Causal Inference & Causal Diagrams in MDM Using Big Real World Observational Data & Pragmatic Trials
Course Description and Objectives:
This course will provide an introduction to the principles of causation and causal diagrams, with focus on Directed Acyclic Graphs (DAG) and a brief introduction to methods for causal inference (“g-methods) including multivariate analysis, propensity scores, g-formula, marginal structural models with inverse probability of treatment weighting, and structural nested models with g-estimation (lecture - exercises - discussion). We will use the “target trial” concept and a counterfactual approach with “replicates” to apply causal methods and valid per-protocol analysis of sustained treatment regimens to big real world observational data and pragmatic trials with postrandomization confounding.
The objectives of this course are to draw and interpret causal diagrams, to decide which biostatistical/epidemiological methods must be used in different situations to derive causal effect parameters, to understand causal modeling, and to know how these methods are applied in large real world data and pragmatic trials.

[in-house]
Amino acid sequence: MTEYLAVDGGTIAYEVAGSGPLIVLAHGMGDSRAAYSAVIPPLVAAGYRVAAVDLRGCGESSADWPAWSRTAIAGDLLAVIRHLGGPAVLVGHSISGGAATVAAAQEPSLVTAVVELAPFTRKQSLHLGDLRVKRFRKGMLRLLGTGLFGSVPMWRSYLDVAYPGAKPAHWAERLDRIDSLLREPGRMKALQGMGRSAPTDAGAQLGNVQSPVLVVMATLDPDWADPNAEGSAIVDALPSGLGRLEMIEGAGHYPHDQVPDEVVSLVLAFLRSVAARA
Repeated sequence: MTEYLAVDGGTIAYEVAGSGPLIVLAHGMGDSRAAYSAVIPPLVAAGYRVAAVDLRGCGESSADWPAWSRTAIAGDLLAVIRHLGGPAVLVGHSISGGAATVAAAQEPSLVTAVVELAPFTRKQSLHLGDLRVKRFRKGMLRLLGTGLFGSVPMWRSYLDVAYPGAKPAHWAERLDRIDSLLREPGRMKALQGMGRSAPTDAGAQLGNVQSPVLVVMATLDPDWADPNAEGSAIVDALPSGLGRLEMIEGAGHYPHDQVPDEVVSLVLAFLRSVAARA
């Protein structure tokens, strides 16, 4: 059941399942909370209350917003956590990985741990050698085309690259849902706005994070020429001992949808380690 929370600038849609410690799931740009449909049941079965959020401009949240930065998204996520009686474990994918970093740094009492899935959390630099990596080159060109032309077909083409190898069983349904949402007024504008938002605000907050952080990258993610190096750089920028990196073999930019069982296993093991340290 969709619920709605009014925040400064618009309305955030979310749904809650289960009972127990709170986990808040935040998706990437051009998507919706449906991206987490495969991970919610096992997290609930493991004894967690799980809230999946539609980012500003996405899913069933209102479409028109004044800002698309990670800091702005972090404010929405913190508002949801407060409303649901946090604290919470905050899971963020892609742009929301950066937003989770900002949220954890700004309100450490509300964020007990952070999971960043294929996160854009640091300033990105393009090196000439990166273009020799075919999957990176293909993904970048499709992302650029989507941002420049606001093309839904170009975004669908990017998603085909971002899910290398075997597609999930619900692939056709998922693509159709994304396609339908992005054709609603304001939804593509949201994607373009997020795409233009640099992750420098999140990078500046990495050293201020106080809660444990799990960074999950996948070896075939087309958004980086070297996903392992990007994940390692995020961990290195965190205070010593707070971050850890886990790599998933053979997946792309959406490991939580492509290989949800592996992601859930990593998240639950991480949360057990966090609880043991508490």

Published cardiovascular, oncology, HIV, nutrition and obstetrics examples will be used to: *** Adjust for non-adherence in randomized clinical trials, where both the intention-to-treat and the naïve per protocol analyses can fail to yield the true causal intervention effect; *** Assess the “fallibility of estimating direct effects” (i.e., adjusting for intermediate steps); *** Adjust for time-independent confounders (i.e., confounder affects both risk factor and disease), where standard stratification, regression analysis or propensity score methods yield valid causal effects if all confounders are measured, and *** Adjust for time-dependent confounding (i.e., the confounder simultaneously acts as an intermediate step in the causal chain between risk factor and disease), where standard regression analysis fails and causal methods such as marginal structural models or g-estimation must be used, and finally, *** Emulate randomized controlled trials and standardize/transport estimates to the trial population for validation purposes.
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